Bright Spot: Minneapolis, MN | Survivor Advisory Committee

September 25, 2019

Engage youth in advocacy and policy-making at the project, local, state and national levels.

Check out this Bright Spot if…

  • You serve youth survivors of human or sex trafficking/exploitation
  • Your street outreach team wants to identify more youth survivors of trafficking
  • You want to meaningfully include the experiences of youth survivors of trafficking in plans to end youth homelessness
  • You want to try it!

Strategies for Working with youth survivors of sex trafficking

  • Even more so than with the general population, providers wishing to service youth survivors of human trafficking must adopt harm-reduction principles. Other recommended models include: trauma-informed care, positive youth development, and Victim, Survivor, Leader models.
  • When considering adult staffing, hire a mix of adults with lived experience and adults without lived experienced.
  • The value of mentorship of youth from adult survivors is powerful, and can influence how youth make plans to sustain their well-being and housing after exit from trafficking.
  • Most importantly, establish an action board or advisory committee of youth survivors/victims of sex trafficking to inform every decision that is made. The Link calls their group a Survivor Advisory Board.


The Link’s Safe Harbor Programs are in partnership with the state of Minnesota Safe Harbor/No Wrong Door Response. All are grounded in the best practices for working with sexually exploited youth, including trauma-informed care, harm reduction, positive youth development, Victim, Survivor, Leader model, and culturally inclusive services.

The Link’s work with youth survivors of human trafficking started small. Shelter staff noticed that many youth in the shelter were involved in sex trafficking and that “Johns” and pimps would pick youth up directly from the shelter. The staff knew they had to do something to address it, but didn’t have the funding, licensure, or time to develop another shelter or specialized program. So in 2004, they started with a response they could manage with the resources they had: a street outreach team dedicated to serving youth involved in sex trafficking. The team assembled a Survivor Advisory Committee to inform their outreach strategy and set to work.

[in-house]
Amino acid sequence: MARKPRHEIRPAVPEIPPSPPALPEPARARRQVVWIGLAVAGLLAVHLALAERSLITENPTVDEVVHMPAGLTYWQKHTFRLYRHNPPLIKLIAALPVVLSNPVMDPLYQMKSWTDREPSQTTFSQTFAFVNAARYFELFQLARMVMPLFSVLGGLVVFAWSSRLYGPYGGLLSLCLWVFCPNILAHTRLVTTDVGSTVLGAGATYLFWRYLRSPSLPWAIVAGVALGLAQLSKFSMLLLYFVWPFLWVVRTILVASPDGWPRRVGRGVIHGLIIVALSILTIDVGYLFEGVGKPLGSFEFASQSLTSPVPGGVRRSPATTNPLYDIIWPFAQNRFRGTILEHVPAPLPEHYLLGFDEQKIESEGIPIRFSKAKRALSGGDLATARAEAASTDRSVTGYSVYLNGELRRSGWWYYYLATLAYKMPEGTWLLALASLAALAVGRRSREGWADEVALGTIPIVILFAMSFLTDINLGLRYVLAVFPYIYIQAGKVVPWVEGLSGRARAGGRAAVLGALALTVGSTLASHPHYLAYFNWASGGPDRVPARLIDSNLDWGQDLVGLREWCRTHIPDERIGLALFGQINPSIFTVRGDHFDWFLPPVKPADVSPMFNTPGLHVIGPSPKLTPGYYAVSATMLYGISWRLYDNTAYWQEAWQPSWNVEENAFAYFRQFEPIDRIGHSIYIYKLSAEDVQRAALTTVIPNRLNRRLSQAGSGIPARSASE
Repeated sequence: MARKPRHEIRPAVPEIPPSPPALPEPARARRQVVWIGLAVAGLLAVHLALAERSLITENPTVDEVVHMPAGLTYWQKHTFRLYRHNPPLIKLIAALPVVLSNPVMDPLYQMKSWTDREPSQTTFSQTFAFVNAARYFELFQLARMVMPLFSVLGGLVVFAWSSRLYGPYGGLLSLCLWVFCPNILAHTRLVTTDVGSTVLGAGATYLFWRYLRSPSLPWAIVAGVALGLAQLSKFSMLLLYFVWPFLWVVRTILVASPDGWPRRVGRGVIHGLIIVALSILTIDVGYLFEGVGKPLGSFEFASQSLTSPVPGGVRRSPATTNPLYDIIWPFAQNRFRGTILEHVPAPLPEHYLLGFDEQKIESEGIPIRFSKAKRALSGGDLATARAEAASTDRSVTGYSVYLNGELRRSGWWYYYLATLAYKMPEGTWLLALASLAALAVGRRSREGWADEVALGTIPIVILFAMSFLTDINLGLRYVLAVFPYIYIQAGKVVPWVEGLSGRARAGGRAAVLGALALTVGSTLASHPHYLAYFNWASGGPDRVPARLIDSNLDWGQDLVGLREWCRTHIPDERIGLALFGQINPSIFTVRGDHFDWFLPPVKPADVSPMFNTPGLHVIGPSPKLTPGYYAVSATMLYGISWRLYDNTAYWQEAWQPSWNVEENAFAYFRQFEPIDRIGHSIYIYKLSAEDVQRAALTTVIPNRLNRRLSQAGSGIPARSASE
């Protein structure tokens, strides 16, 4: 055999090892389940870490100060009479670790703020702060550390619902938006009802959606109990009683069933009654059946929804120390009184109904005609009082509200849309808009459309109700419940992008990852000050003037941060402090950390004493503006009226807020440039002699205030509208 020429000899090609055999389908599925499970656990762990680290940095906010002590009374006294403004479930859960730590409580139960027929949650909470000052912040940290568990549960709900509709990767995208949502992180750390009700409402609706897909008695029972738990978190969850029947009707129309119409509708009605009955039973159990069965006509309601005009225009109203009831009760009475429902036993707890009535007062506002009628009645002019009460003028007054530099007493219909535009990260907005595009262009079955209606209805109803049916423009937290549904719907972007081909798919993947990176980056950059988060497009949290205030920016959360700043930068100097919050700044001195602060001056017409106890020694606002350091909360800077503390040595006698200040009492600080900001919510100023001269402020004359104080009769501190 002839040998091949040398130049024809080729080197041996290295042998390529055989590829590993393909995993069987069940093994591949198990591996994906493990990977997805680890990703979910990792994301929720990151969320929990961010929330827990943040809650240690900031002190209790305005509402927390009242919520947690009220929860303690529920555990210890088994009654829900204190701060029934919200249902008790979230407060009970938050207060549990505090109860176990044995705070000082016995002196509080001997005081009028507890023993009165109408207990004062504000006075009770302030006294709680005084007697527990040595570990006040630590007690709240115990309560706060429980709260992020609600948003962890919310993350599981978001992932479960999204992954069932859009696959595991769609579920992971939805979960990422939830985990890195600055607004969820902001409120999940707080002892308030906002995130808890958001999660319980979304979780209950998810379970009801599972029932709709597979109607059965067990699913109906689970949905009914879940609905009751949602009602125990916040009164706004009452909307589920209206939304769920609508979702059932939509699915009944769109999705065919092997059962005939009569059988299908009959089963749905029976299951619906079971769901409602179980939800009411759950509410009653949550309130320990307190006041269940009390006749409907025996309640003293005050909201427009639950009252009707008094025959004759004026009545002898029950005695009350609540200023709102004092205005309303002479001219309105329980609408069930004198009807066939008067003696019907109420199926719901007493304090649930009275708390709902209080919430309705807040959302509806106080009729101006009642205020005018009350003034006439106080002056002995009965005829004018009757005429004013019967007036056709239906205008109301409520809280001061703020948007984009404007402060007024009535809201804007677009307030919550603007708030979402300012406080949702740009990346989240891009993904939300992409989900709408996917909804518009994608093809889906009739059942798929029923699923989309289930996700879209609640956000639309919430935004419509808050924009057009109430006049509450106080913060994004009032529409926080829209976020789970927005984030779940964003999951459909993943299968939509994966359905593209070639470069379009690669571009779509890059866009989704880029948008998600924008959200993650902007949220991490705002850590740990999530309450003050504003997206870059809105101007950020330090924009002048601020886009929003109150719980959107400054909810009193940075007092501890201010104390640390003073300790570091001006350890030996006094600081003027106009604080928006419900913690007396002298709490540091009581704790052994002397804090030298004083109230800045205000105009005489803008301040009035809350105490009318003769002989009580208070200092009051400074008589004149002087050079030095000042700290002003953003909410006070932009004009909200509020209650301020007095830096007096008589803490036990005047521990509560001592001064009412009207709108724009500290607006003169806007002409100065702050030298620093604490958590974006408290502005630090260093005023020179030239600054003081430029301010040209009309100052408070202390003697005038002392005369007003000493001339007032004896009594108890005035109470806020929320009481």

As the outreach team demonstrated more and more success in engaging youth, funding for an emergency shelter for trafficked youth followed. The Link shelter provides beds for youth ages 13 to 17 and housing for youth ages 16 to 24 who have been victims of sex trafficking. The shelter is inclusive of all gender identities and has the capacity to serve parenting youth. 

The Link’s ability to provide services to youth experiencing sex trafficking and homelessness has grown as a result of their bias toward action and willingness to start with the resources they had. Their efforts led to the passage of state law in 2011 and 2014: Safe Harbor and No Wrong Door. The law ensures that youth who engage in prostitution are viewed as victims and survivors, not criminals. The law further provides resources and services for sexually exploited youth including regional navigators, housing and shelter, comprehensive services, and training and protocol development.

Key Action: Recruit youth for a survivor advisory committee

The Link’s strategy for recruiting young people to the Survivor Advisory Committee was simple. The Link staff developed a job description for paid, part-time positions to serve on the Survivor Advisory Committee and circulated it among youth in shelters, on the streets, in homeless programs, and through the street outreach team. Youth then circulated the opportunity among their network of peers. Interested youth went through a low-barrier application process before being invited to join the advisory committee.